We cannot be sure exactly where or when the two romances in this volume were composed. Probably both were written in the North Midlands area of England in the fourteenth century, the Stanzaic Morte Arthur around the middle of the century, the Alliterative Morte Arthure toward the end, probably around or so see note to line These, however, can be only guesses. All we can say for sure is that the unknown authors produced works of exceptional merit that have a unique importance for English literary history.

The two romances in this volume represent two distinct stylistic traditions. The Alliterative Morte Arthure belongs to the "Alliterative Revival," the literary movement that begins in the middle years of the fourteenth century and that includes such important writers as William Langland and the author of Gawain and the Green Knight.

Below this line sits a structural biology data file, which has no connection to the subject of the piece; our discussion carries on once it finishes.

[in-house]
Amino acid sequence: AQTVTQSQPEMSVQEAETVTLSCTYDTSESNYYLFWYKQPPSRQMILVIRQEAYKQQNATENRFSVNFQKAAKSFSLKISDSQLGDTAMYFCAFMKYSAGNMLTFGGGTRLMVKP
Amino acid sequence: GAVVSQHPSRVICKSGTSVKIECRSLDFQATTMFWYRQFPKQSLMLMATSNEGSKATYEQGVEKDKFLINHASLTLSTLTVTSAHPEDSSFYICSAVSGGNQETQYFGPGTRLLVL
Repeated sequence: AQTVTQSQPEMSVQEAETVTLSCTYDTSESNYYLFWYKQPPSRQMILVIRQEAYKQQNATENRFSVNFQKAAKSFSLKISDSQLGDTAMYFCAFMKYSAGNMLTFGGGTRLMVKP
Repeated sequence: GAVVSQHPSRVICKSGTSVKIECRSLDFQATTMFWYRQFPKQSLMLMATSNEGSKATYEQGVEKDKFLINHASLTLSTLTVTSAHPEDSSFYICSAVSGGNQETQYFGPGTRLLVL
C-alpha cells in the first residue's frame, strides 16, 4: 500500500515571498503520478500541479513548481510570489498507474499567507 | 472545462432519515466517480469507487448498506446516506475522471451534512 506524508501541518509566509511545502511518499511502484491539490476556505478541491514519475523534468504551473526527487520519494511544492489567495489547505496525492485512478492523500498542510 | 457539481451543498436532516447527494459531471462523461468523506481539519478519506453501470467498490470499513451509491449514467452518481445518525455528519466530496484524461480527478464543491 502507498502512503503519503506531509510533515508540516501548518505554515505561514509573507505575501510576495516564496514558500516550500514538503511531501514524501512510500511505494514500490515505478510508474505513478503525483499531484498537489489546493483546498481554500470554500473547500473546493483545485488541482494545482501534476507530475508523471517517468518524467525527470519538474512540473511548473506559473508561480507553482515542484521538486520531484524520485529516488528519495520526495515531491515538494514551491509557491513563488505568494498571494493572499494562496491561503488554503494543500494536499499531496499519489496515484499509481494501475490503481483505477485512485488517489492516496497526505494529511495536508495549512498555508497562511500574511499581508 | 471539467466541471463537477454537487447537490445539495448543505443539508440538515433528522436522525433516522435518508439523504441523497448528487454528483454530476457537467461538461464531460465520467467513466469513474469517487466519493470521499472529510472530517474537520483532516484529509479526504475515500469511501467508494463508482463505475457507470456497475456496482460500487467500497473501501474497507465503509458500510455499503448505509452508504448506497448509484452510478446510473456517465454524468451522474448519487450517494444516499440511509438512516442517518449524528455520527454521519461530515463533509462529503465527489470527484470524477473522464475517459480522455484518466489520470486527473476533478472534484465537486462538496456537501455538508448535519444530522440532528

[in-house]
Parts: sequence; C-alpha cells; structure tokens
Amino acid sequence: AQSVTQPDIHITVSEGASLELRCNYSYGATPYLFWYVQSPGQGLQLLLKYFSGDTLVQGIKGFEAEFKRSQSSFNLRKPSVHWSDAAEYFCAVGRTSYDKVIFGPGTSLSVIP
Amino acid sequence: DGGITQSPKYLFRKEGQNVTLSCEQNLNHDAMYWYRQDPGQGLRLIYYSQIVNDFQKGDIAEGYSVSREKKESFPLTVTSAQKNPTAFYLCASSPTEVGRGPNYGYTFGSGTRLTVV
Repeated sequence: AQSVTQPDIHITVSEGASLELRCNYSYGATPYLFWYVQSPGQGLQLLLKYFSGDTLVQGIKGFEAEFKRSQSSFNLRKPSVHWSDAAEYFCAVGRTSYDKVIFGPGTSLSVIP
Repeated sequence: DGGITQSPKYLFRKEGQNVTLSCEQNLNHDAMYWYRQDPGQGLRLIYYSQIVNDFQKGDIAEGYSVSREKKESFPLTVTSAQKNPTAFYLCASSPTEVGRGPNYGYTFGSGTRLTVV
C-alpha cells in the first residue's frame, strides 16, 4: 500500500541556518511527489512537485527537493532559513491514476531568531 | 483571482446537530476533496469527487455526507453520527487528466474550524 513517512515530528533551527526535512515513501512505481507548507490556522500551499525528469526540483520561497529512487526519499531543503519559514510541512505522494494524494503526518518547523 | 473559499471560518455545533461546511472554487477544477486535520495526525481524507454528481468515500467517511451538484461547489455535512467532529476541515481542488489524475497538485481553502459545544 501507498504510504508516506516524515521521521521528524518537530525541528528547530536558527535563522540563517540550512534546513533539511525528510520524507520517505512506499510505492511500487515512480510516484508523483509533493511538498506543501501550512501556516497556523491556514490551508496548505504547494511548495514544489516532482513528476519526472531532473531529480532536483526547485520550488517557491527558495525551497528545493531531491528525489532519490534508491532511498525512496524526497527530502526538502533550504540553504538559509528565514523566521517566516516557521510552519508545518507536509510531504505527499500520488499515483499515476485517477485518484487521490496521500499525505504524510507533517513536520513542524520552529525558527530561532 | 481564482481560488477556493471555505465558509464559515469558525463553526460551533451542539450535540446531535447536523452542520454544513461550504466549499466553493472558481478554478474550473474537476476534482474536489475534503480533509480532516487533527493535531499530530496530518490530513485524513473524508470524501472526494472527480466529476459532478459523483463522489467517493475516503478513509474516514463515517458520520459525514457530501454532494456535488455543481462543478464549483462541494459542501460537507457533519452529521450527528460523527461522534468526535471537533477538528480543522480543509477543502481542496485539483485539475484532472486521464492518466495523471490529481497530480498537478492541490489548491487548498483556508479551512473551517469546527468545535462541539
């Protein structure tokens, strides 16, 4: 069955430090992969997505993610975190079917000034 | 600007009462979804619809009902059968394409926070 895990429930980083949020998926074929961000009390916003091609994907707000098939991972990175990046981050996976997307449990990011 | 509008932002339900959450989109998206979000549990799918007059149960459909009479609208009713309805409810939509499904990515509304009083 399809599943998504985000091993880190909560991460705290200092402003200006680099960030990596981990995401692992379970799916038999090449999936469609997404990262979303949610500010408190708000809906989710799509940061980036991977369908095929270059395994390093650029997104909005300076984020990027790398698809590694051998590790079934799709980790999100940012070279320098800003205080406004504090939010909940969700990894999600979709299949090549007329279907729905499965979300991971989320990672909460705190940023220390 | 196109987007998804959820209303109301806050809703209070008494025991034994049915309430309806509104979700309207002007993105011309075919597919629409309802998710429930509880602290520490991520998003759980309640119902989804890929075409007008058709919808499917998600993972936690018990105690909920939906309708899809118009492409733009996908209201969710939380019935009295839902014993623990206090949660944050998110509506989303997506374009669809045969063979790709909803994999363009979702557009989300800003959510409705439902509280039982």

The Stanzaic Morte Arthur is written in the more common eight-syllable, four-beat line of English romance, a line that derives ultimately from French models. Despite its foreign source, this is a simpler, more popular style than that of the alliterative romance, and the author of the Stanzaic Morte Arthur probably intended his work for a somewhat wider and less sophisticated audience than the alliterative poet aimed for.

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However, the author of the Stanzaic Morte Arthur selected an unusual and rather difficult stanza for his poem. It is an eight-line stanza riming abababab.